11. @TomTom
    “This doesn’t add up…”
    Since when does buying from local agents adds up to anything, except filling someone’s pocket?

  12. If one factors in the possibility of a protracted high intensity war then no it’s “not enough”; clearly and without doubt. If however one factors in only the possibility of a non protracted non high intensity war and focuses on having a limited self defence capability; as we’ve done as policy for decades; it can be seen as “enough”; a label which can be applied for various other things we do.

  13. “non protracted non high intensity war”
    If an adversary were to deploy 100 tanks in a non protracted non high intensity war, it would still be not enough no matter how you game the numbers…

  14. Don’t have to “game” any numbers because if an opponent deployed large numbers of MBTs chances are it would be a high intensity conflict.

  15. Basically, I do not see any major problem if we get ATGM / MANPADS from China.
    No major integration issue on existing system, as long as it can deliver the result.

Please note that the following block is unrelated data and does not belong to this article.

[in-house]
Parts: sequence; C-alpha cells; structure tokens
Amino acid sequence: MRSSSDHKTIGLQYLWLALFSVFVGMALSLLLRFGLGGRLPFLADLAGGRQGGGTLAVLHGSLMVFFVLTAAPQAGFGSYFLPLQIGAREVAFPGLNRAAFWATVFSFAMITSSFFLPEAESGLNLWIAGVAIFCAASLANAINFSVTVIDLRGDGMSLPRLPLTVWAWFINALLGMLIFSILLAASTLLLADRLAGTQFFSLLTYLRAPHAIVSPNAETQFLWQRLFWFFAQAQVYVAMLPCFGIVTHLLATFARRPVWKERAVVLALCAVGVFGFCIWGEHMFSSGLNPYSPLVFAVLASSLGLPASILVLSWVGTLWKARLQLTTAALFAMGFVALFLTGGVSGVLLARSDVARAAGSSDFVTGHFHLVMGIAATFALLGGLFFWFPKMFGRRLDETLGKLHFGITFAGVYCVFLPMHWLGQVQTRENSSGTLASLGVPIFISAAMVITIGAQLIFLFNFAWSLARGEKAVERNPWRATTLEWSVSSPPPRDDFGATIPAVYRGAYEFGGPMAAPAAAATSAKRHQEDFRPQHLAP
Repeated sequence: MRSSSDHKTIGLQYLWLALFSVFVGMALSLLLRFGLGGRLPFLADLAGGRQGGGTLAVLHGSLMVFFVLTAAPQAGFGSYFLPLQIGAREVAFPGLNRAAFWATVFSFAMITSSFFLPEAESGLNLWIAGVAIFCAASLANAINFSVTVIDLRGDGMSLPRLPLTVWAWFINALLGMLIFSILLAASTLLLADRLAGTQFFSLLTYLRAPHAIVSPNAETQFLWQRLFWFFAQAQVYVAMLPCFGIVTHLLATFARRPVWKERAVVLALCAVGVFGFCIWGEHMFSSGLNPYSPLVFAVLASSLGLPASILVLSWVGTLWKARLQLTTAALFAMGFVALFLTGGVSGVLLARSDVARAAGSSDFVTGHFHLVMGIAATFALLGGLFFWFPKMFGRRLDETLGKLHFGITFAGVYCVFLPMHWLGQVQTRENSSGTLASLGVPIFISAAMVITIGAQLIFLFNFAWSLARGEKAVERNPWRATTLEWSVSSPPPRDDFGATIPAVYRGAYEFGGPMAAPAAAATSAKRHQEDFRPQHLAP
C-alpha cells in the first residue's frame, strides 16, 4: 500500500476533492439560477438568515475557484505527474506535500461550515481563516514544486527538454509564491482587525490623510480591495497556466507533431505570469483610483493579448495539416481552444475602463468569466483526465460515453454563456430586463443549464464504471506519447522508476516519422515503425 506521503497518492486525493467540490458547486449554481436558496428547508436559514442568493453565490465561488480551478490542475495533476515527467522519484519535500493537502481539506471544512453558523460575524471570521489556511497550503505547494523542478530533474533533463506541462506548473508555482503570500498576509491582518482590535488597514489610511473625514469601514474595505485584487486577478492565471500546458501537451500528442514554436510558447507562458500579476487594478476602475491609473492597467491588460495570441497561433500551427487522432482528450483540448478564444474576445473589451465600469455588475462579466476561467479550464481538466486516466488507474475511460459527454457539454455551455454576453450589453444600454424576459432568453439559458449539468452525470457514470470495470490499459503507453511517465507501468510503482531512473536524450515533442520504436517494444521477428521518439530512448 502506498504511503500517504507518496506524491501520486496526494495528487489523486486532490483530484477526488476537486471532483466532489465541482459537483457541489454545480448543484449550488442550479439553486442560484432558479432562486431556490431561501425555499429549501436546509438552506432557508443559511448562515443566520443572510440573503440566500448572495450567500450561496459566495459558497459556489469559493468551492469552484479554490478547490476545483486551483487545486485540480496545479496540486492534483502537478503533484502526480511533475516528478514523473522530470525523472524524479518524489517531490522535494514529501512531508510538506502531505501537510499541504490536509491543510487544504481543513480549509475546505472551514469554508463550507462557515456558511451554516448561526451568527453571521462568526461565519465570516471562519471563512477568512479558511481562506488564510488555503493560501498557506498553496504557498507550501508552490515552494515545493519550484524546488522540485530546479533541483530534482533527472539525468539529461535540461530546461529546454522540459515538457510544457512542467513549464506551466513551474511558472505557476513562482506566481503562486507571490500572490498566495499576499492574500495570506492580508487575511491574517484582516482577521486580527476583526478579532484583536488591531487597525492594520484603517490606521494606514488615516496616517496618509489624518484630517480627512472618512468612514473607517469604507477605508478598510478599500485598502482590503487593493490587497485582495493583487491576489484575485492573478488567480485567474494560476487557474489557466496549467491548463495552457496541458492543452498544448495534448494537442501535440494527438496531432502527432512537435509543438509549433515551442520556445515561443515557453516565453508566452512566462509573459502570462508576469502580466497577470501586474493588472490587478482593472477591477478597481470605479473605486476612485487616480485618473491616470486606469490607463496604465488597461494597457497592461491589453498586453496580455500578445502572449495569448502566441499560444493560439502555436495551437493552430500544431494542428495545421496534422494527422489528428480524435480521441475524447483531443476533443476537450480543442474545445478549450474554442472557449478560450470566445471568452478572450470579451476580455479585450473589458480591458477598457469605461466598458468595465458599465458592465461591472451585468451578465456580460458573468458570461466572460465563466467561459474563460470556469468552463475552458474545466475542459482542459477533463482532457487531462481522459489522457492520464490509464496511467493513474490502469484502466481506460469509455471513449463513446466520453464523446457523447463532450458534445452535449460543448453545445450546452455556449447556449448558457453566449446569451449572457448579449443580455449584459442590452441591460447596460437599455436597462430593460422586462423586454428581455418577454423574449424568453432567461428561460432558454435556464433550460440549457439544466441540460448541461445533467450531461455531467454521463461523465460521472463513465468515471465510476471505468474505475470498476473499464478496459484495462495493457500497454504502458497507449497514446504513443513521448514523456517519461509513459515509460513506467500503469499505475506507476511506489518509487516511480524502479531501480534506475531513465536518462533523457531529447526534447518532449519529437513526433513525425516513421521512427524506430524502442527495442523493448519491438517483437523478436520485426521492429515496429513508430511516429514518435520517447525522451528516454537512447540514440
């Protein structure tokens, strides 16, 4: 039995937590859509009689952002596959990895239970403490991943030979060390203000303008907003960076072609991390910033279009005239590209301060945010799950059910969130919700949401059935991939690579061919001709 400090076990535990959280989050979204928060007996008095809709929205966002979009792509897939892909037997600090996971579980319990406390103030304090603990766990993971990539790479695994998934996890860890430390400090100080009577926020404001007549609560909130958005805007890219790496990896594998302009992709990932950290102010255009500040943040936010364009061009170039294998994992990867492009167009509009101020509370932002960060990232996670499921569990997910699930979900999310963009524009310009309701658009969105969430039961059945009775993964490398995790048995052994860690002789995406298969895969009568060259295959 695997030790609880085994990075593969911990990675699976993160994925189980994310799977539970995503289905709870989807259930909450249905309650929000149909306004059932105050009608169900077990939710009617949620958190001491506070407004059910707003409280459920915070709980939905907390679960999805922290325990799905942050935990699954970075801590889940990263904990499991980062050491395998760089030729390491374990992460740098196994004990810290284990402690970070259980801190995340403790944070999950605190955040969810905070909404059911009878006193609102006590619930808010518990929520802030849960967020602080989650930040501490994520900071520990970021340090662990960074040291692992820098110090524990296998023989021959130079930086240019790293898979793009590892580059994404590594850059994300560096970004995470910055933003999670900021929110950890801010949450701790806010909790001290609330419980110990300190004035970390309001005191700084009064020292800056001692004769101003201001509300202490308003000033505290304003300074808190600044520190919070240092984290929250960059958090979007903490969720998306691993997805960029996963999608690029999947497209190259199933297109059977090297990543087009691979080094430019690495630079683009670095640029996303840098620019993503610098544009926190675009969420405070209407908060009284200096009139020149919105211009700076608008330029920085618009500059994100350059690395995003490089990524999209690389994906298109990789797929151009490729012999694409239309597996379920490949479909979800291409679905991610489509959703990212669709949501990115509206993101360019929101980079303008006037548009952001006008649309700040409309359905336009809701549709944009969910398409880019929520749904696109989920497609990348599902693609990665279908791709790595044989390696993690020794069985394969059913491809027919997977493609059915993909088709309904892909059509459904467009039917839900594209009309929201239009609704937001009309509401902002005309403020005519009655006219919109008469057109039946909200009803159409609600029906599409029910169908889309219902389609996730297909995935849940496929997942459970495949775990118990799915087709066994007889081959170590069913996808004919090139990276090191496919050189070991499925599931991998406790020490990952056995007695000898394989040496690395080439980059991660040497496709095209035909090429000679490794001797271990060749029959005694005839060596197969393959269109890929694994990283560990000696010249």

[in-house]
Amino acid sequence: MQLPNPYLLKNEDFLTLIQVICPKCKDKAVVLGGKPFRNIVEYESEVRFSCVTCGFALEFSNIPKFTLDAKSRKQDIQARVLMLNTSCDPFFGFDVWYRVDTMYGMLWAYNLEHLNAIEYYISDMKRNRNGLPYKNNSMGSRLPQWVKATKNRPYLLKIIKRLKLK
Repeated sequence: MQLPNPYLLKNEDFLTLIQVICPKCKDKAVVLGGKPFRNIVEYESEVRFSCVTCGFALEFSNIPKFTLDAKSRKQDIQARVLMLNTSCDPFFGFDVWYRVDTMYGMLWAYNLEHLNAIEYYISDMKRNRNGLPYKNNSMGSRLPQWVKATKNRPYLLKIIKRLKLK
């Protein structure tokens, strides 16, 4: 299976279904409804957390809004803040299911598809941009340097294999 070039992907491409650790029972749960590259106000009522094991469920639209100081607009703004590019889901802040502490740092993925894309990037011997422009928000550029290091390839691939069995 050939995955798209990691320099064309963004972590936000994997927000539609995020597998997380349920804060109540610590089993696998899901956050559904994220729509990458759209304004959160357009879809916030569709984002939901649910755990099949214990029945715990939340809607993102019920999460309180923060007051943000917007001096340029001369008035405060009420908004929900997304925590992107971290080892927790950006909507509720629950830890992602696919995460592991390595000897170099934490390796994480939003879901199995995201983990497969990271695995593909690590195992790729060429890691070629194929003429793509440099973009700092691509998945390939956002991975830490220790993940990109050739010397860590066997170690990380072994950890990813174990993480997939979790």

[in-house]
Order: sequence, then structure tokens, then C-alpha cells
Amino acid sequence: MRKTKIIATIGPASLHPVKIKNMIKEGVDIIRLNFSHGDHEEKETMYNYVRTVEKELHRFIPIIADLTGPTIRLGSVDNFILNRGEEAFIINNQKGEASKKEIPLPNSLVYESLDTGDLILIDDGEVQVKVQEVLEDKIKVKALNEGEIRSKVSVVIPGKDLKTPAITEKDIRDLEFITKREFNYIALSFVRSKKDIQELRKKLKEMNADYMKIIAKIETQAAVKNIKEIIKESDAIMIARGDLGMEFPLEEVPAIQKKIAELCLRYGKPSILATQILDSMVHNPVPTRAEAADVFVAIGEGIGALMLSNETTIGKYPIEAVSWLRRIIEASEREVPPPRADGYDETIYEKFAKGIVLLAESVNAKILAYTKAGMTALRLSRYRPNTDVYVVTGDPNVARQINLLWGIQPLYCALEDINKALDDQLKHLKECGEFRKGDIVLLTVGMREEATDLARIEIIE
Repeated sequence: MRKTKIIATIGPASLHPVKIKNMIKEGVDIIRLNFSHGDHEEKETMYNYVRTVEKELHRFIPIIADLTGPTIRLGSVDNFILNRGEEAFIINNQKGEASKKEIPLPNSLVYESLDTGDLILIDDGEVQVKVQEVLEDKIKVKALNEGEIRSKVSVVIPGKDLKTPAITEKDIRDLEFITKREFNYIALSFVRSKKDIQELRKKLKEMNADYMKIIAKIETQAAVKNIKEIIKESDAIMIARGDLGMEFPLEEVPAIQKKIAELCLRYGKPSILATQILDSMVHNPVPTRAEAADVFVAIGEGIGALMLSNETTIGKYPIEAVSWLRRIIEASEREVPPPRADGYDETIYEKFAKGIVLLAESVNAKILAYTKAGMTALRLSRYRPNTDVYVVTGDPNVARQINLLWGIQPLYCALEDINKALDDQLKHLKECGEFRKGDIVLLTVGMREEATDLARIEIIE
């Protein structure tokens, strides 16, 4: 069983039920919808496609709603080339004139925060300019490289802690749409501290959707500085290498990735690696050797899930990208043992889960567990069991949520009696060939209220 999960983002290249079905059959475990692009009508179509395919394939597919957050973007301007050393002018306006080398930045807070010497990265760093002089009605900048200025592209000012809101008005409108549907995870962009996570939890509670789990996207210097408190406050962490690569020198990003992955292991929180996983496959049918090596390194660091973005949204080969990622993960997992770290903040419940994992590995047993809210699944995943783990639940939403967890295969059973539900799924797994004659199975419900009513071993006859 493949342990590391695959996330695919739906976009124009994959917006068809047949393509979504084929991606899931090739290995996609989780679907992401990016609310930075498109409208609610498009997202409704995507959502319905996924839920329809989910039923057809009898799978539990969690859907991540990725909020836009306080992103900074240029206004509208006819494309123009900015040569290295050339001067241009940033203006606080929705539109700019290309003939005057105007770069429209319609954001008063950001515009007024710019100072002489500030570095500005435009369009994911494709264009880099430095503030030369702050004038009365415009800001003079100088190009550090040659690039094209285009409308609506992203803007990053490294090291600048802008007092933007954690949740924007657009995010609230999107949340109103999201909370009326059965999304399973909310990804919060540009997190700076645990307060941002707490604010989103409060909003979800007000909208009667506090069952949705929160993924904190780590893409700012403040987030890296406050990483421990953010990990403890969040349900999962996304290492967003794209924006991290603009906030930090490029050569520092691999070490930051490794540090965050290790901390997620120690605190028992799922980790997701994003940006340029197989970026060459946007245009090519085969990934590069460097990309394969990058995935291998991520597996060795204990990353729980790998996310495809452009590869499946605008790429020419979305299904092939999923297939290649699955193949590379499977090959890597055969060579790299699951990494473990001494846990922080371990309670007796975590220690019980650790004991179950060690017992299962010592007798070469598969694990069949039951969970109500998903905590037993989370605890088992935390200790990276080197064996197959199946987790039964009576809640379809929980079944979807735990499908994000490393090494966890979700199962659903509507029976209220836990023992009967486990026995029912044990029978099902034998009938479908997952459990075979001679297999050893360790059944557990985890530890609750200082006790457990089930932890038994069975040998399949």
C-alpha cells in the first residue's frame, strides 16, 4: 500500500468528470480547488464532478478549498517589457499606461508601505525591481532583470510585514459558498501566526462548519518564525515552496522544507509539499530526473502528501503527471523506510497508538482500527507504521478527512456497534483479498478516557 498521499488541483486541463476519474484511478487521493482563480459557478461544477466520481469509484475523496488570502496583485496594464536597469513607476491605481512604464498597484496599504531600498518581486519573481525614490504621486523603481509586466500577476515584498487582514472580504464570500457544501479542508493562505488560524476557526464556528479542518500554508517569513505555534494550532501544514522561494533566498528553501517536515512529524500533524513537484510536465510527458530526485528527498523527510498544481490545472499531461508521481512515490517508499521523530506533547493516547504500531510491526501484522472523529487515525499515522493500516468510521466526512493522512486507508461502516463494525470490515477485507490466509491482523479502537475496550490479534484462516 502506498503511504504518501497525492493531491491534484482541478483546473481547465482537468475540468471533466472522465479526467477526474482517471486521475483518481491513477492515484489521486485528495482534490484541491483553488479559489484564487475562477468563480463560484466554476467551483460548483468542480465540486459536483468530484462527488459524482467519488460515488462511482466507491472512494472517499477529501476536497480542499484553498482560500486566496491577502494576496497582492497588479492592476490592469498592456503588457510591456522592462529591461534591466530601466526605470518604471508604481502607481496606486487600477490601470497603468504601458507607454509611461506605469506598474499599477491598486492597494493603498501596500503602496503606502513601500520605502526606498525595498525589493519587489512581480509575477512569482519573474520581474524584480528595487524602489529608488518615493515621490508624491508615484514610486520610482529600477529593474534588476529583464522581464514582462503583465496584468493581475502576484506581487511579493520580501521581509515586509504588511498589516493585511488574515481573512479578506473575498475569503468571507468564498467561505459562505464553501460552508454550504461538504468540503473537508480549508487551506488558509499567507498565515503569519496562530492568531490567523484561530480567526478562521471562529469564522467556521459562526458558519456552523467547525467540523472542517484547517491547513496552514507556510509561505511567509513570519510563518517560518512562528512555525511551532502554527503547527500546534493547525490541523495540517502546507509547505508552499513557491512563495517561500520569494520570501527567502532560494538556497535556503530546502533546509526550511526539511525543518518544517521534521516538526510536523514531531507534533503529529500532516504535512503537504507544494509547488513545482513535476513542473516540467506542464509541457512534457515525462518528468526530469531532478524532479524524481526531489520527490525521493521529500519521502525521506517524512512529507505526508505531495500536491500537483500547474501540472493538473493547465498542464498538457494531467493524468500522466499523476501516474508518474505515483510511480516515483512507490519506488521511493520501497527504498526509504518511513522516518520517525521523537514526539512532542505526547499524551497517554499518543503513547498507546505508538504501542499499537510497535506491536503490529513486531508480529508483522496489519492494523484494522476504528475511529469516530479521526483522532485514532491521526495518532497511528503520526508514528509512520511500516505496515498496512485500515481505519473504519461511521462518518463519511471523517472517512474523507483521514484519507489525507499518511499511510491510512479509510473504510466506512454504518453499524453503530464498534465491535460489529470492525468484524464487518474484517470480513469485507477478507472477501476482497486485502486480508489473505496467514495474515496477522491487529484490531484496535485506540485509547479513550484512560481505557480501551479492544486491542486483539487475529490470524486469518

If we boycott China product because of so call military threaten, we should do it on commercial product/raw material. Meaningless do it at miliary product.

  16. Michael,

    Who mentioned anything about integration issues or a boycott? You may be unaware but the airspace intrusion and the Luconia Shoals incident has changed our perception of China. As it is we were very wary of buying certain things from China. Wikileaks also cites U.S. embassy cables which quote Chinese officials expressing frustration and how hard it is to sell us stuff and hoe easier it is for others. The officials also complain about our inherent mistrust towards China.